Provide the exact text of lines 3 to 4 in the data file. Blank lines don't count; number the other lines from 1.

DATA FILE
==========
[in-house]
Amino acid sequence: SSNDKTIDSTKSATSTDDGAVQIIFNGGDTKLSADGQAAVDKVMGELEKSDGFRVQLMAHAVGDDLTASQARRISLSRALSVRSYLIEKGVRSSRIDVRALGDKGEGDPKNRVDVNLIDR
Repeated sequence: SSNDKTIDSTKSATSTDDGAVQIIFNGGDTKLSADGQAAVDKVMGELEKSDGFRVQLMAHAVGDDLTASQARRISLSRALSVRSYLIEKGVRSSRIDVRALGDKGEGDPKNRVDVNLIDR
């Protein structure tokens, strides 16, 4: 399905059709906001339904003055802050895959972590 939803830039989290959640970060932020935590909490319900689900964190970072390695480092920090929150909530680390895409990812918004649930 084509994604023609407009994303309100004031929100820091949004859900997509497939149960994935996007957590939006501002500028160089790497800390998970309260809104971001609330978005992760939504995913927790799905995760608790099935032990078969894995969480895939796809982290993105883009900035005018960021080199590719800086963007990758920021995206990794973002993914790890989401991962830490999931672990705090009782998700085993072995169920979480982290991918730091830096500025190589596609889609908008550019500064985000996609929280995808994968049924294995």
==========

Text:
Repeated sequence: SSNDKTIDSTKSATSTDDGAVQIIFNGGDTKLSADGQAAVDKVMGELEKSDGFRVQLMAHAVGDDLTASQARRISLSRALSVRSYLIEKGVRSSRIDVRALGDKGEGDPKNRVDVNLIDR
């Protein structure tokens, strides 16, 4: 399905059709906001339904003055802050895959972590 939803830039989290959640970060932020935590909490319900689900964190970072390695480092920090929150909530680390895409990812918004649930 084509994604023609407009994303309100004031929100820091949004859900997509497939149960994935996007957590939006501002500028160089790497800390998970309260809104971001609330978005992760939504995913927790799905995760608790099935032990078969894995969480895939796809982290993105883009900035005018960021080199590719800086963007990758920021995206990794973002993914790890989401991962830490999931672990705090009782998700085993072995169920979480982290991918730091830096500025190589596609889609908008550019500064985000996609929280995808994968049924294995």